Our attachment style that we learn in childhood affects our “love styles” as adults.
I’m a big fan of the book How We Love by Milan and Kay Yerkovich. It’s one of the few Christian marriage books that I can recommend wholeheartedly.
How We Love is based on attachment theory. This month we’re looking at attachment theory and how that affects our marriage, parenting, and relationships. I just interviewed the Yerkovichs yesterday for an upcoming podcast (I think on the 19!), and it got me thinking about how the typical Christian advice in marriage circles doesn’t work. And the reason: It doesn’t address the root of the problem, which is attachment.
So today I’d like to take us on a bit of a journey recognizing how our “love styles” as Milan and Kay call them can create an unhealthy dance pattern in our marriage. When we try to correct it using the typical Christian marriage advice, it can actually make things worse.
Let’s start by looking at love styles.
Last week we looked at the four big attachment styles. There’s one more in the literature that isn’t talked about as much–the preoccupied attachment style, where they experience deep anxiety about their relationships. But instead of focusing on how to maintain the relationship the way a typical anxious attachment person does, they focus on their own feelings (often anger).
So that gives us five love styles, that look like this:
Attachment Style –> Love Style
Avoidant Attachment — > The Avoider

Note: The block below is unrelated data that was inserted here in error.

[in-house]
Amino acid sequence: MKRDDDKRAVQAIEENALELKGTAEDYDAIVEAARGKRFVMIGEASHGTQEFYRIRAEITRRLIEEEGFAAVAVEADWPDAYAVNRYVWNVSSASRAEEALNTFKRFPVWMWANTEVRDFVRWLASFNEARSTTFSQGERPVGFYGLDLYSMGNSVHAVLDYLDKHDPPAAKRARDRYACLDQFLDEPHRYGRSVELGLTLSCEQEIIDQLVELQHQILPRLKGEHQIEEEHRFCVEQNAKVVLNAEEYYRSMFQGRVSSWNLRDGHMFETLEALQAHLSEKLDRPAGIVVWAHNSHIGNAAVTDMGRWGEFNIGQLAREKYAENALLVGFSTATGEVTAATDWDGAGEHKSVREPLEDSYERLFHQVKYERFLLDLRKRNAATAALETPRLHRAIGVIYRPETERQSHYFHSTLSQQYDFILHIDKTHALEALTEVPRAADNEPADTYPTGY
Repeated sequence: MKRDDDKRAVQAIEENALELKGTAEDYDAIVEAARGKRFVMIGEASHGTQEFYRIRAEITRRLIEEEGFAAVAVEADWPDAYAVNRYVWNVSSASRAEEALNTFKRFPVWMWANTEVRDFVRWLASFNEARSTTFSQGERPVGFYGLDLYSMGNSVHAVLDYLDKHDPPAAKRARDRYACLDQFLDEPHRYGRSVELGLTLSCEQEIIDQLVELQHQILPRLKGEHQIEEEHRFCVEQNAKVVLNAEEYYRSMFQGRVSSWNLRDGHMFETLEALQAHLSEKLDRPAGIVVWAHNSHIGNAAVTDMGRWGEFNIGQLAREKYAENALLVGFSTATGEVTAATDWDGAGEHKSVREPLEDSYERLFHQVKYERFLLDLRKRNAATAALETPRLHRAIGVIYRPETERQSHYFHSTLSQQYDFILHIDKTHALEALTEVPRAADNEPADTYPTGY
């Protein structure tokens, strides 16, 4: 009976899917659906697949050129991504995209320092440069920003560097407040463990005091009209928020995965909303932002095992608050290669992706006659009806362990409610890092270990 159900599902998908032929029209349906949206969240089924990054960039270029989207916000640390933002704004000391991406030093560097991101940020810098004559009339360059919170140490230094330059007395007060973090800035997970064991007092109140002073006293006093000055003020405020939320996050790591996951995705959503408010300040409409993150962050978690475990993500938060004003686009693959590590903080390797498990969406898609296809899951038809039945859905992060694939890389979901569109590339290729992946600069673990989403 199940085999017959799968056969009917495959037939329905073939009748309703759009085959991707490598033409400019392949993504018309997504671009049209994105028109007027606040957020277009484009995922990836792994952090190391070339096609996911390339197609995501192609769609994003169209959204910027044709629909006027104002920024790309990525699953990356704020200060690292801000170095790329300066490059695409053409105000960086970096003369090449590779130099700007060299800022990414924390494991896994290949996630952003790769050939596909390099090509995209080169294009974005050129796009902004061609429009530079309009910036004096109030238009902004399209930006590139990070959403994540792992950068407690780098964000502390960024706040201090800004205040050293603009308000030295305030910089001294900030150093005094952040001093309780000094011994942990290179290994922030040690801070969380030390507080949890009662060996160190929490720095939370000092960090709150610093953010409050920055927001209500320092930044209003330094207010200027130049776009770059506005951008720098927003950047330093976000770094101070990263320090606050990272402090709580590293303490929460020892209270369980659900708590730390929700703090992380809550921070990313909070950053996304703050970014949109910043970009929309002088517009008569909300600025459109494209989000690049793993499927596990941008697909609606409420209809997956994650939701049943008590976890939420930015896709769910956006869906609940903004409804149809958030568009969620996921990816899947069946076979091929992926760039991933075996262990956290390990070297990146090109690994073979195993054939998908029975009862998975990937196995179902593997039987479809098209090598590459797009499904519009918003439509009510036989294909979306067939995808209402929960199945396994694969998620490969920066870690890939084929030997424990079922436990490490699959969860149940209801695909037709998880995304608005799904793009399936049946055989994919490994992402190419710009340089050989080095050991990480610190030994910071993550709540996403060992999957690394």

Anxious Attachment — > The Pleaser
Preoccupied/Ambivalent Attachment — > The Vacillator
Disorganized Attachment — > The Controller or The Victim
Remember that real intimacy requires connection, and connection requires authenticity, transparency, and vulnerability.
We have to be able to share our deepest feelings with the one we love, trust that they will still be there and accept us, and then hear their deepest feelings as well.
If we’re going to be truly known, and we’re going to know our partner, then we need to be able to share ourselves and to receive.
The problem? That requires being in touch with our own feelings, being able to identify them, and being able to let our guard down.
So what happens with these five love styles?
I’m going to massively oversimplify here (and you really need to get the book How We Love for the whole picture), but let’s just take a snapshot:
The 5 Insecure Love Styles
The Avoider is more comfortable with tasks than feelings, and while they may want to connect, has no idea what they are actually feeling
The Pleaser wants security in the relationship, and so is very in tune with what their partner is feeling and thinking. They aren’t as in tune with their own feelings, because the aim is to keep the partner around.
The Vacillator also wants security, but it’s expressed differently. They’re very in tune with their own inner life, but often not as in tune with the other’s. They idealize relationships and are often quick to think that something else will fill this gaping hole.
The Controller doesn’t actually want connection, but control. They’re main focus as a child was on survival, and vulnerability is anathema to them. They’re quick to assign blame in relationships.
The Victim doesn’t actually crave connection either, but rather just not being alone. Often very passive, and unable to express their own needs well, they’re quick to accept blame in relationships.
Now imagine that two love styles collide in marriage.
In How We Love, Kay and Milan talk about themselves. Kay was an Avoider, and MIlan was a Pleaser. They both loved each other and were very committed to the marriage, but they kept having the same issues over and over again.